Friday, 15 December 2006

If I want a girl rather than a boy, is this wrong?

Today I have an article in the Times, which you can read on their pages by following this link:,,6-2505381,00.html

However, if you don't want to move on (!), then I've republished the text here.
Before you add comments, please note that I have kept my arguments specifically to the UK - so there's no point warning me about potential problems in India or China. I have also proposed that sex selection should only be allowed after the first child - which would remove the issue of certain cultures ending up only with boys. And finally, if you do read on, you will see that I honestly don't think most people will do it - it's far too intrusive. I wouldn't have - but I don't have a problem with people who really want to....

Could someone please explain why parents shouldn’t be able to choose the sex of their children? The imminent shake-up of our fertility laws — as set out in yesterday’s White Paper — is set to impose a total ban on choosing the sex of a baby for non-medical reasons. But I’m still waiting for a good reason why not.
The main argument against appears to be the “what next?” scenario. It goes something like this: if the Government allows parents to choose whether to have a boy or girl, this will be just the start and soon everyone will demand a tall, blond, blue-eyed Aryan-looking “designer baby”. What rubbish — particularly if the people in question are small, dark and, like most parents, keen on seeing some kind of family resemblance in their offspring.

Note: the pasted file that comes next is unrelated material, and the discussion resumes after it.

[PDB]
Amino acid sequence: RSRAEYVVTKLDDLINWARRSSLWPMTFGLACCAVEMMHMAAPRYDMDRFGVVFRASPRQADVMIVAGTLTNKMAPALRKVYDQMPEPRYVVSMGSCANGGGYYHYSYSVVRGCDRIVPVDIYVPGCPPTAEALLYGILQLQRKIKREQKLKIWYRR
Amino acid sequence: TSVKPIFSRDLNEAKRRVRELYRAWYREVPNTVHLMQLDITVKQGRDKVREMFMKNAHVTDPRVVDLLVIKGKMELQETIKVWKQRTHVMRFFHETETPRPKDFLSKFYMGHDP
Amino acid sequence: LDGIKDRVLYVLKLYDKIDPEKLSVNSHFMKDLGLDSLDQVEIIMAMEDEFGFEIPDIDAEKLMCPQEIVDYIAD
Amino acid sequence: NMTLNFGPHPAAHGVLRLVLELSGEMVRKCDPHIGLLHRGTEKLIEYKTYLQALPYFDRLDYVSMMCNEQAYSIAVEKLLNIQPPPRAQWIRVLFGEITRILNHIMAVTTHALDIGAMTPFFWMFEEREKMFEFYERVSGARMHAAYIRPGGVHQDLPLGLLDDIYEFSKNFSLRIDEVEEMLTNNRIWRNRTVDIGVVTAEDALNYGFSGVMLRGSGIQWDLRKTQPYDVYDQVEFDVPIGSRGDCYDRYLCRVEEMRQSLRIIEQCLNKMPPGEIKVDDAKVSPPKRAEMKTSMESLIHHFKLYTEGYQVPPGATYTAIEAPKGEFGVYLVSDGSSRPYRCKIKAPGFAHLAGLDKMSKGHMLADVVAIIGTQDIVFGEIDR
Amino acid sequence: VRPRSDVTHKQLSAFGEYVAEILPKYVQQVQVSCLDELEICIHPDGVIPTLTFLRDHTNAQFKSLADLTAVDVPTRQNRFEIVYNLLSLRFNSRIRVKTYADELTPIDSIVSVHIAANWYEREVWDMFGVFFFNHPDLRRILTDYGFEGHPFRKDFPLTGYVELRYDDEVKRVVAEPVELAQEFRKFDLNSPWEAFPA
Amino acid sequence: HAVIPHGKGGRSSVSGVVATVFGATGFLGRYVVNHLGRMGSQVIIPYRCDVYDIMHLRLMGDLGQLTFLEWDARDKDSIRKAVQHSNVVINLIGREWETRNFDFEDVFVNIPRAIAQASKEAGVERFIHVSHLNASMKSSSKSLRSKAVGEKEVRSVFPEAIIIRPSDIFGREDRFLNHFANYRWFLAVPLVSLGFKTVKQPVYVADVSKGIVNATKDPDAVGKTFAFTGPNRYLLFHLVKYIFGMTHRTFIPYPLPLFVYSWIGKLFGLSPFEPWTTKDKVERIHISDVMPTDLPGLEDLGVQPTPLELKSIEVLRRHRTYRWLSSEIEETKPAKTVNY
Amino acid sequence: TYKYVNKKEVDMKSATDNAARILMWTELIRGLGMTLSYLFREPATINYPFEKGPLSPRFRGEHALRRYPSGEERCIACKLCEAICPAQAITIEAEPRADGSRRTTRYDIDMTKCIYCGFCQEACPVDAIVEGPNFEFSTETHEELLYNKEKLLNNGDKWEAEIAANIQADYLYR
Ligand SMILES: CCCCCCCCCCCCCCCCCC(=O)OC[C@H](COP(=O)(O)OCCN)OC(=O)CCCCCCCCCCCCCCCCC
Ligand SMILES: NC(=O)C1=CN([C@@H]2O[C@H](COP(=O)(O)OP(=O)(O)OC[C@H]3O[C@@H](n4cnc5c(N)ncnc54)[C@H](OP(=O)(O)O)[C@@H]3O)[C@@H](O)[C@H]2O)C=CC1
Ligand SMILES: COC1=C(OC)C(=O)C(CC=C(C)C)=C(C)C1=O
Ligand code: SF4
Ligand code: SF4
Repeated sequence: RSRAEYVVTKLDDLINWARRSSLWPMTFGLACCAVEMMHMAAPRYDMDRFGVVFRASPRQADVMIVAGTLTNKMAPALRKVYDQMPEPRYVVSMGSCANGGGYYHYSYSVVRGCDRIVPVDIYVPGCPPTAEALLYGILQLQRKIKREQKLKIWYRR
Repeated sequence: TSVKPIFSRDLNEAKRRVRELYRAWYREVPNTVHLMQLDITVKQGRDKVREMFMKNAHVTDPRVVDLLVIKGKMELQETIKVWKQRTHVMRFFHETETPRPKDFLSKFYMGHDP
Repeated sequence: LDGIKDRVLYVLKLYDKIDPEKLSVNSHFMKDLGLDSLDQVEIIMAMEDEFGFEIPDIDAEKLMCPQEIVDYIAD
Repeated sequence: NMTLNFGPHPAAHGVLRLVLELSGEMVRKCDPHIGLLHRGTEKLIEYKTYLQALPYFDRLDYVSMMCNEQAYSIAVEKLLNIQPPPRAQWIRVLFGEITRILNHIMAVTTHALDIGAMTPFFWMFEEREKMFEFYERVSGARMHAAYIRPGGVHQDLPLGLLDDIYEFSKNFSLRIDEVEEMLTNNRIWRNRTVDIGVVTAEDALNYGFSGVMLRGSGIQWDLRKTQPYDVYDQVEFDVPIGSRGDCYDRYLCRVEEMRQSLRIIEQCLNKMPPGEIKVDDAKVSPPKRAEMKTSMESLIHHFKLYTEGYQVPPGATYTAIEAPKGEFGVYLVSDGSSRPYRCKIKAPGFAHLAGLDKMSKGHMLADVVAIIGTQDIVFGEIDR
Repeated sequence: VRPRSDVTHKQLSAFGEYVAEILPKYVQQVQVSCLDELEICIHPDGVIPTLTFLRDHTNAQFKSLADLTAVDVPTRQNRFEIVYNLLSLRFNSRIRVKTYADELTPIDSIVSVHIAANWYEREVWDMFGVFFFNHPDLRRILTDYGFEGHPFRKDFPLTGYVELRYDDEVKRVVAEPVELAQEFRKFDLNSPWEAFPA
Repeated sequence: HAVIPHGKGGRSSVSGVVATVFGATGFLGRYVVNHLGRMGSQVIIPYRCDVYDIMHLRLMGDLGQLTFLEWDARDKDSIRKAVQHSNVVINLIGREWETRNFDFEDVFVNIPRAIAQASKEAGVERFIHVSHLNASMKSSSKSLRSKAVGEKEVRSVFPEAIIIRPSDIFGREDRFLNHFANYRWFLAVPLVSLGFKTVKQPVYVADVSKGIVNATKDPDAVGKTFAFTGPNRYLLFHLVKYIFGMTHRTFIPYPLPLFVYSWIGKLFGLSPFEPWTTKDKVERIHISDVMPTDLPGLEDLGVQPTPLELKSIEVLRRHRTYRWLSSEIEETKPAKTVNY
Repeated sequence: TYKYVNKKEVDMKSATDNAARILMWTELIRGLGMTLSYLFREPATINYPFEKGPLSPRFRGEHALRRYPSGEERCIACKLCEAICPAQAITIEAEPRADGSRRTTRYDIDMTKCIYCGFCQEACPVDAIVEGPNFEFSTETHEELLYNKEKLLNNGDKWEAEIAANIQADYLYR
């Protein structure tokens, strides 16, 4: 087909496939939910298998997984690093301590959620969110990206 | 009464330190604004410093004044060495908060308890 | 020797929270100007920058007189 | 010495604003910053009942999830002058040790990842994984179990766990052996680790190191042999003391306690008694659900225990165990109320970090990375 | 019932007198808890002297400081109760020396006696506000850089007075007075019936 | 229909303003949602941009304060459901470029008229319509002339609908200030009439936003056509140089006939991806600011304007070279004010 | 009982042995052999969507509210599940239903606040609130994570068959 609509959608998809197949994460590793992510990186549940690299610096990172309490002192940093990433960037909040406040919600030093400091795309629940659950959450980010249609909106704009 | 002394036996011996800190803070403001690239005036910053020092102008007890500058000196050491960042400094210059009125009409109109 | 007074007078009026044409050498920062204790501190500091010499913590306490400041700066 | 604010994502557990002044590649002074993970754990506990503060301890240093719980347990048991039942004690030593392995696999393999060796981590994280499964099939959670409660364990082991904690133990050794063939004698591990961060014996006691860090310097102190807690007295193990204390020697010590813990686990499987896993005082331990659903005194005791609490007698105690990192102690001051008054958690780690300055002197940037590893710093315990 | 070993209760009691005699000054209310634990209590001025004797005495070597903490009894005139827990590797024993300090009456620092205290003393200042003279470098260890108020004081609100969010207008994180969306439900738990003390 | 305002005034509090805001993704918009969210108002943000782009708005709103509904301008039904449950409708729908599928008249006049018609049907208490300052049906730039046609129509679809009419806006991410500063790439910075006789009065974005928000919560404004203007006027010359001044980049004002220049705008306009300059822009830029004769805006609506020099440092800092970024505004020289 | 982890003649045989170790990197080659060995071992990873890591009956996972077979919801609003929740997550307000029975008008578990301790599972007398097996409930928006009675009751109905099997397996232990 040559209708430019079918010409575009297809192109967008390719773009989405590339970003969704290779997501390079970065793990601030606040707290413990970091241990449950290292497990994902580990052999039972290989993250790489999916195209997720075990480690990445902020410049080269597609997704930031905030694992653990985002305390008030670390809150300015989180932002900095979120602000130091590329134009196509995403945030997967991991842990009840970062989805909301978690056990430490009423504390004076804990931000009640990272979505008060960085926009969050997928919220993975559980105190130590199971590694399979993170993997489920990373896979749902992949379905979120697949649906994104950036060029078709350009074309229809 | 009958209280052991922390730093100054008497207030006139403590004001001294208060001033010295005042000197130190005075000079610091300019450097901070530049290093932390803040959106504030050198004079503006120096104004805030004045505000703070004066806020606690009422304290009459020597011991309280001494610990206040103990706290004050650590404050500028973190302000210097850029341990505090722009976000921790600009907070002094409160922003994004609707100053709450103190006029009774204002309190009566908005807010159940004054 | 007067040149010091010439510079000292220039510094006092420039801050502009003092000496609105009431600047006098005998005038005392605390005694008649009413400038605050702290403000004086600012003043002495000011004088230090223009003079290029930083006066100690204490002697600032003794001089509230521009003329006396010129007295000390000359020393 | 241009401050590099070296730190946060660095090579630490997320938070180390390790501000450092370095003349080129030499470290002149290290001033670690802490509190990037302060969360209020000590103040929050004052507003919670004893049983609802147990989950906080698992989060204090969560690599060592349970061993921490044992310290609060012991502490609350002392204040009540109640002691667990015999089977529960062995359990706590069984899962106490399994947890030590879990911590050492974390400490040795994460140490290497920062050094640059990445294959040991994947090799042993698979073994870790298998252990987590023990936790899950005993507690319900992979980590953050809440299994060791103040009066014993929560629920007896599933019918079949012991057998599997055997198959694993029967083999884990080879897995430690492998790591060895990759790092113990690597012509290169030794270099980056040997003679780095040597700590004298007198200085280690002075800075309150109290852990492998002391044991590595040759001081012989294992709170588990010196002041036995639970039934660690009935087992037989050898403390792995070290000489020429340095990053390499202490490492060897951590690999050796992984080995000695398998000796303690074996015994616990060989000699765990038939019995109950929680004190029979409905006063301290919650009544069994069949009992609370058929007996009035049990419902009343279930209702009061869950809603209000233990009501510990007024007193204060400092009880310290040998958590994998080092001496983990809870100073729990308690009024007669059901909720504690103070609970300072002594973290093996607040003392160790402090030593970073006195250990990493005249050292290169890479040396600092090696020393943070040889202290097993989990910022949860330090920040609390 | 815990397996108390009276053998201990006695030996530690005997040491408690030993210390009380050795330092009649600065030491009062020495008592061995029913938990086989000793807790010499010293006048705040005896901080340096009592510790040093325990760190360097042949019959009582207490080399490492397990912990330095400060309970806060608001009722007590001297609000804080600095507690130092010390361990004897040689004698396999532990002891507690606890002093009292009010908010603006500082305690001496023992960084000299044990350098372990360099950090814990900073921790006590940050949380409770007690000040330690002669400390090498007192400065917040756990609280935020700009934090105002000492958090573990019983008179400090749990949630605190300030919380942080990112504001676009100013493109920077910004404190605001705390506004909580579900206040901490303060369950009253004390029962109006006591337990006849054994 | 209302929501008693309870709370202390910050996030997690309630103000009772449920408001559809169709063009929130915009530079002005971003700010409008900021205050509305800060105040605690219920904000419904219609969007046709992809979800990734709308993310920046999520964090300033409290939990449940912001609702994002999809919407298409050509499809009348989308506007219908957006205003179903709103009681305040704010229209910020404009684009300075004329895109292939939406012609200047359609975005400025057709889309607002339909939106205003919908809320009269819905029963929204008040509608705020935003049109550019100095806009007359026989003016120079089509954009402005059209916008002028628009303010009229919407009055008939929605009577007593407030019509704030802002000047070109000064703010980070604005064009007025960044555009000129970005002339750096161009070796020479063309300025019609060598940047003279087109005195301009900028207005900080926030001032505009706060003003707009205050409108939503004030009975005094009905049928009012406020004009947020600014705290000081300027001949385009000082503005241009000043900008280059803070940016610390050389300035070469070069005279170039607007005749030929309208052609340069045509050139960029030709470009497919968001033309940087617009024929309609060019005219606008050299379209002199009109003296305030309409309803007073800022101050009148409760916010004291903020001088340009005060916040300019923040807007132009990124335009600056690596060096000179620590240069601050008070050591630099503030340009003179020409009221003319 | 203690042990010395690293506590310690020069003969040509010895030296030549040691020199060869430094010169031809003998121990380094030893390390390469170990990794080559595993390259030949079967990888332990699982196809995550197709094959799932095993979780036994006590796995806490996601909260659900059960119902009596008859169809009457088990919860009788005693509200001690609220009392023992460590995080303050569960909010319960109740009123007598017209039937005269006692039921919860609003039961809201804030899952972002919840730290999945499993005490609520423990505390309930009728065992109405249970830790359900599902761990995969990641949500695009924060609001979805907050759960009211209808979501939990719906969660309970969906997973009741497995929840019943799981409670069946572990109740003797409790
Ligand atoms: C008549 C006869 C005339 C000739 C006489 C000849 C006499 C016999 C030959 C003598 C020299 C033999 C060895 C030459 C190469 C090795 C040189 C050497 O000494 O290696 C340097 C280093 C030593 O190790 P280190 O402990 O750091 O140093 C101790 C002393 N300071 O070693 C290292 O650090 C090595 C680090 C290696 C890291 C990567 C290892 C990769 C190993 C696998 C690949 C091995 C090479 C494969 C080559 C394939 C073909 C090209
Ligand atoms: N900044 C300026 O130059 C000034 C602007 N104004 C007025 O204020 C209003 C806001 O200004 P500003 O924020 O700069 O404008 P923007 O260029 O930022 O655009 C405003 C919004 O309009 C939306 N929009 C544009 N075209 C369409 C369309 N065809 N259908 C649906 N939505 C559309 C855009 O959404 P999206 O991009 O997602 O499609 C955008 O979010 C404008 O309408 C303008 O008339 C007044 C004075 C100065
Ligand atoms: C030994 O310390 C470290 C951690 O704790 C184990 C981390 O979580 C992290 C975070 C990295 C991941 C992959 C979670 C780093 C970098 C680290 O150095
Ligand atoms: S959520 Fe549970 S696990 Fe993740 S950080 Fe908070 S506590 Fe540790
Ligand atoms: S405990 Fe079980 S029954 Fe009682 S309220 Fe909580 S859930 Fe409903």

Some people’s neuroses are not a good enough reason to prevent parental choice. Neither are claims that the existing delicate gender balance will be skewed, particularly towards boys — although another way around this would be to offer sex selection only from the second child onwards.

However, recent research has suggested that British people favour an equal number of boys and girls (the researchers at the University of Giessen interpreted this as a social preference for a “balanced family”). In fact, the numbers saying they wanted more girls than boys or vice versa were almost identical, suggesting an almost negligible effect on boy-girl ratios. In any case, offering people the choice of a son or daughter doesn’t mean that everyone will take it. Indeed, most won’t even consider it, as it means undergoing intrusive assisted fertility treatment. To do that, you would need much more than a simple whim.

Alan and Louise Masterton’s young daughter, Nicole, died in a fire in 1999. As the parents of four boys, they were desperate, they say, not to “replace” her, but once again to have a female dimension in their family. The Human Fertilisation and Embryology Authority (HFEA) wouldn’t let them try sex selection here, so they tried — albeit without success — in Italy. However, they still believe that they were right, that people should be able to balance their families, and that all it does is bring much-wanted children into the world (as opposed to the thousands born “naturally”, but unwanted every year).